The Křivoklát Castle is an attractive tourist destination; it was founded at the beginning of the 12th century by Prince Vladislav, photo by: Archiv Vydavatelství MCU s.r.o.Prague - Malá Strana, Vltava River, and Charles Bridge, photo by: Archiv Vydavatelství MCU s.r.o.Prague towards the northwest, photo by: Archiv Vydavatelství MCU s.r.o.The beauty of the countryside, known as Bohemian Paradise, has enchanted many artists, photo by: Archiv Vydavatelství MCU s.r.o.Český Šternberk Castle, photo by: Archiv Vydavatelství MCU s.r.o.Koněprusy Caves, the largest cave system in Bohemia, photo by: Archiv Vydavatelství MCU s.r.o.Mělník Chateau and tower of the Church of St. Peter and Paul as seen from the historic locks in Hořín, photo by: Archiv Vydavatelství MCU s.r.o.
almost clear
Sa 5.12.
Su 6.12.
Mo 7.12.

Central Bohemia - Kutná Hora and surroundings

In the Middle Ages, the Kutná Hora area was one of the richest areas in the entire Kingdom of Bohemia due to local extraordinarily rich deposits of silver discovered at the turn of the 13th and 14th centuries. This discovery evoked a similar fever like the Klondike in the 19th century – silver prospectors came here by the thousands. People lived here much earlier, however. This is proven by archeological discoveries of items from the 4th century in the village of Bylany u Kutné Hory. in addition to the Venus discovered, there were also 134 (!) Neolithic houses and a special cult area in a circular shape. Before the discovery of the silver deposits, nobles built their courts here, the Romanesque churches of which have still been preserved today (Zbraslavice, Vysoká, Uhlířské Janovice with murals, Malín, where the oldest mint in Bohemia stood, Záboří nad Labem and St. James). The Church of St. James (Jacob) in the village of Jakub (part of the town of Církvice near Kutná Hora) is an extraordinary monument of European importance. It was consecrated in 1165 by its noble builders – the brothers Slavibor and Pavel with their mother Marie. The consecration was even allegedly attended by King Vladislav II with his court. The sculpted decorations of the church depict not only its financial patron, but also a medieval manifestation of Czech statehood and Czech nationality, showing St. Procopius even before his canonization.

Cathedral of the Assumption of the Virgin Mary and St. John the Baptist in Sedlec

In the 13th century, the main spiritual centre here was the monastery of Cistercians in Sedlec (now part of Kutná Hora), founded in 1142. The convent church, the cathedral of the Assumption of the Virgin Mary and St. John the Baptist, built from 1290 to 1320, became one of the most magnificent churches in Bohemia. It is the first cathedral-type building in the country as well as being our largest religious structure. It combines north French Gothic cathedral architecture with German elements. The architect is not known, but is referred to simply as the “Master of the Sedlec Church”. In 1421 the church and monastery were plundered by the Hussites, and it remained in ruins for nearly 300 years until the Baroque period brought it back to glory. One of the most original architects of the 18th century, Jan Santini Aichel (1677–1723) – sensitively renewed the entire complex in 1700-1707 in the style of his "own" Baroque Gothic. During the reconstruction, he didn’t unnecessarily destroy anything that could be saved, and creatively supplemented the missing parts. At the same time, he made no effort to hide the fact that the Gothic period had passed two hundred years earlier (which is where the expression “Baroque Gothic” comes from, characterizing Santini’s style). Today’s furnishings in the church are mostly Baroque. This church (as well as the historic city centre and the Church of St. Barbara) has been a UNESCO World Cultural Heritage site since 1995.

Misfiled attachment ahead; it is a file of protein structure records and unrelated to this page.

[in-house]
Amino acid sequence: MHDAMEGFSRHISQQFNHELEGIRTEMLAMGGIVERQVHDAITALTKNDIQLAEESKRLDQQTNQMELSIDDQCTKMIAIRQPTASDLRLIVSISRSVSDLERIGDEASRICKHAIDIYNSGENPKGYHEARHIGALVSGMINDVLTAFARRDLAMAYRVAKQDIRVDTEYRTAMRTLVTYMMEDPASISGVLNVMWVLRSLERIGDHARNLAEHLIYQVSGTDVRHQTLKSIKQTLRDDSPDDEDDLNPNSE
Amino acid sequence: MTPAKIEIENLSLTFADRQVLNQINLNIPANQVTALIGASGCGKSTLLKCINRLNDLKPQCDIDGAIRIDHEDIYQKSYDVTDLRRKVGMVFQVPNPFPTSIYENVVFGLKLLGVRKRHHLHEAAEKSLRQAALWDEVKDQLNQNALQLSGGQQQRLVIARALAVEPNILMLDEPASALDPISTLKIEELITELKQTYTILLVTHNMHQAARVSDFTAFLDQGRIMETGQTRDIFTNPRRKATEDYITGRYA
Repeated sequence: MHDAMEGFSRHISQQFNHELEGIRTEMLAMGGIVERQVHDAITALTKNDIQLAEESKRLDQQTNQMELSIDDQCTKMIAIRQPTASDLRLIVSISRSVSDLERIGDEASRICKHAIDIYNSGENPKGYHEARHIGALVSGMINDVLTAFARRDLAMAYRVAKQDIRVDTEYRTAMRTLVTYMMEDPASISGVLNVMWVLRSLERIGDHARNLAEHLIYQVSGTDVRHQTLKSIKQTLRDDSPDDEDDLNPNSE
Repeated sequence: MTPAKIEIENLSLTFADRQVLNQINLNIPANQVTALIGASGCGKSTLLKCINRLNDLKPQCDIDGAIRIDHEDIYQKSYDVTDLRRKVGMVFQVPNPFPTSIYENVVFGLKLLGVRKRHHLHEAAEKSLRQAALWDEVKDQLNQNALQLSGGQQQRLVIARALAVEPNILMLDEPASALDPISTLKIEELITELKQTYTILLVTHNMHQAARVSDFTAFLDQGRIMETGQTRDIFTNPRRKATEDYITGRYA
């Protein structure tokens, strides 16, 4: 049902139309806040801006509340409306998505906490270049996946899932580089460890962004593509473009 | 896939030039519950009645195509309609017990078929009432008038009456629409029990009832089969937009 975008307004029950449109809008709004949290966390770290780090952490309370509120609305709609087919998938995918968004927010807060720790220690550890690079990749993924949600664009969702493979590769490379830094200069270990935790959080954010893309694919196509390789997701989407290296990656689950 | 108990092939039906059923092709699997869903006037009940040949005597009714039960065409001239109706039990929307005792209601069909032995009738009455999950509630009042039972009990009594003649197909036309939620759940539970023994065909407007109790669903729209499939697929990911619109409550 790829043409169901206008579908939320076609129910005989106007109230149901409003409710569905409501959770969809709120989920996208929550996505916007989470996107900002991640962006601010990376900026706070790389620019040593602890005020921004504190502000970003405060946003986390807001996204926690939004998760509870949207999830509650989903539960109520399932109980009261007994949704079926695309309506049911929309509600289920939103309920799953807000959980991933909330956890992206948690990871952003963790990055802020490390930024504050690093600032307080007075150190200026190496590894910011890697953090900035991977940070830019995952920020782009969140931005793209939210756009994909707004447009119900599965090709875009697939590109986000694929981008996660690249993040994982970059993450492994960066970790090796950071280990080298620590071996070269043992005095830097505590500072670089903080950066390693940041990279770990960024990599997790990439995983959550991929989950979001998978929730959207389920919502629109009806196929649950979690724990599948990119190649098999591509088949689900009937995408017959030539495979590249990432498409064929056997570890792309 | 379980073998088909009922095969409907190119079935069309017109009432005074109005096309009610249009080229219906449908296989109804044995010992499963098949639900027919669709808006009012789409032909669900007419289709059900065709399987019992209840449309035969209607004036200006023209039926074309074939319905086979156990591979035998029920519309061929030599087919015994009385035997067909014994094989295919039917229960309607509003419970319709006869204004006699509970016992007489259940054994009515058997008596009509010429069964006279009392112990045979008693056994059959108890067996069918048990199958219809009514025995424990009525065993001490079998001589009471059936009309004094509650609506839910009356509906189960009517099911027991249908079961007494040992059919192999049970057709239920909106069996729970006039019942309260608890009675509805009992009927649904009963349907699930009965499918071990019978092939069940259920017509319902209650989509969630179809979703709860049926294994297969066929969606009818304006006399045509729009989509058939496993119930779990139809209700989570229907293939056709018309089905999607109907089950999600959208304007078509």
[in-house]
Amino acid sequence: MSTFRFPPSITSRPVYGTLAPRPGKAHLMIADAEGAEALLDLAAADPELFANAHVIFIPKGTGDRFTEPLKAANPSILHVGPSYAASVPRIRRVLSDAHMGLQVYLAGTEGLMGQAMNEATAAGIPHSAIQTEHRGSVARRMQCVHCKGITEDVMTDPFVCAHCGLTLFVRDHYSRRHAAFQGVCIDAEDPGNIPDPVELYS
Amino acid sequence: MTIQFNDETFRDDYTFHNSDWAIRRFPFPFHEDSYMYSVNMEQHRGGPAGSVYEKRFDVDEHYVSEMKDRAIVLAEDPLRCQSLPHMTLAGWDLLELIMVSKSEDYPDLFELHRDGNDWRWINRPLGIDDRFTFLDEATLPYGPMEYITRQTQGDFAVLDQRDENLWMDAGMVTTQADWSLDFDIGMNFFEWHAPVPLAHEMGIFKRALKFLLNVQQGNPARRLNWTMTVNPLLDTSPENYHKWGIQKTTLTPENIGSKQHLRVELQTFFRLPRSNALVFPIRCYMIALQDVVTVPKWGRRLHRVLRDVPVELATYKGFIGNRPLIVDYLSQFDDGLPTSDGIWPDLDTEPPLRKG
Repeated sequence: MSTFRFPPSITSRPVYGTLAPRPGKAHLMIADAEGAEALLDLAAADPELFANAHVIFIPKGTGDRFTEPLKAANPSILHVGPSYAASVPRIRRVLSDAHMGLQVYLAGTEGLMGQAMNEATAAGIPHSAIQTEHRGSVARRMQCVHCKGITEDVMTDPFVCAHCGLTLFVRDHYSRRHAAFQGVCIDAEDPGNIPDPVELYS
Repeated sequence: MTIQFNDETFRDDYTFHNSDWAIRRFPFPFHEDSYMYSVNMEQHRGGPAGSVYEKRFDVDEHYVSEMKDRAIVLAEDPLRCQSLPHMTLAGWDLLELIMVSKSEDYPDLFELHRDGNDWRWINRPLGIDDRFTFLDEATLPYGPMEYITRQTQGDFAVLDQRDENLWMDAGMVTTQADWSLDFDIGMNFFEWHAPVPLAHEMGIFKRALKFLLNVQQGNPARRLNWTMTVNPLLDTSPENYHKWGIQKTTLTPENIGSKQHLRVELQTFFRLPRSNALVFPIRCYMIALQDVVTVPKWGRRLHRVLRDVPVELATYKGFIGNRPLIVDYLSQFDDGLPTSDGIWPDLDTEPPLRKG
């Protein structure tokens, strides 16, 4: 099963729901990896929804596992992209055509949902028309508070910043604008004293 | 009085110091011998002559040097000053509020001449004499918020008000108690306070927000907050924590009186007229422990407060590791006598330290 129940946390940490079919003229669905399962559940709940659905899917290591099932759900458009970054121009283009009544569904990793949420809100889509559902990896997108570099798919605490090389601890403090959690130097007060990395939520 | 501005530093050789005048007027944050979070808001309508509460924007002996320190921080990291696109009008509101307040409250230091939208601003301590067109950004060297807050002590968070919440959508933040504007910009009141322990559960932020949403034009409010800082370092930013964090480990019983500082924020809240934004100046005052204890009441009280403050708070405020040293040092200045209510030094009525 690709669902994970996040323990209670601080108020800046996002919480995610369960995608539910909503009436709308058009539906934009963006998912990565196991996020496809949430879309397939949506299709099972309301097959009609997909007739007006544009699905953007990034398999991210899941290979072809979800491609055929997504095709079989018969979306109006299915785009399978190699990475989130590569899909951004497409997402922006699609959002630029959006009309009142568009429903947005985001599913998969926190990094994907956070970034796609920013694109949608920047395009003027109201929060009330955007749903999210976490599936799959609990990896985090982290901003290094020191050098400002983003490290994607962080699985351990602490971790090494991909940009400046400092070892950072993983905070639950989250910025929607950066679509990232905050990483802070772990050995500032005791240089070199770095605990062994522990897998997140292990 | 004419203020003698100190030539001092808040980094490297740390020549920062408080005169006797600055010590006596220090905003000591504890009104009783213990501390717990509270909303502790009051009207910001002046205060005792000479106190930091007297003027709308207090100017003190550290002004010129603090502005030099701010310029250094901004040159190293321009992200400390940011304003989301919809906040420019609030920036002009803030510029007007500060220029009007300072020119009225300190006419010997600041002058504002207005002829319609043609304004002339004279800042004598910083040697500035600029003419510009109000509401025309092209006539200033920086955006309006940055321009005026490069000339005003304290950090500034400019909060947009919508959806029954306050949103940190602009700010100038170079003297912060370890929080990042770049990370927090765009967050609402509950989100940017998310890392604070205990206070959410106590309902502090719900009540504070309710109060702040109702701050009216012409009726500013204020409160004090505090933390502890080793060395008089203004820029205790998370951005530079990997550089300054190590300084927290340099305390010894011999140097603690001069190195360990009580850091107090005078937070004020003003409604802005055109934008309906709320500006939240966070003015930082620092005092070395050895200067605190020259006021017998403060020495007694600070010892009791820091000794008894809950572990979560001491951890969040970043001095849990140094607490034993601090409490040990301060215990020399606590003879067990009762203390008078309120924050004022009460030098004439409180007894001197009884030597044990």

Kutná Hora

A fundamental milestone in Kutná Hora’s history was the discovery of rich silver deposits around 1300. The previously “sleepy” settlement suddenly transformed into the second most populous city in the Bohemian Kingdom – Kutná Hora. By the end of the 13th century, King Václav II had founded his Italian Court (Vlašský Dvůr) here, formerly the central mint, which Václav IV transformed into his country residence by the end of the following century. The name was taken from the Florentine professionals who were providing assistance in the minting of the Prague Groschen coins. As the wealth of the city grew, the court expanded as well. Further details were added by the Renaissance and Baroque periods. Unfortunately, only fragments of its Gothic decorations have been preserved from its former glory. The Italian Court is where Václav IV issued an important document in 1409 – the Decree of Kutná Hora, which changed the vote in the Prague University in favour of the Czechs.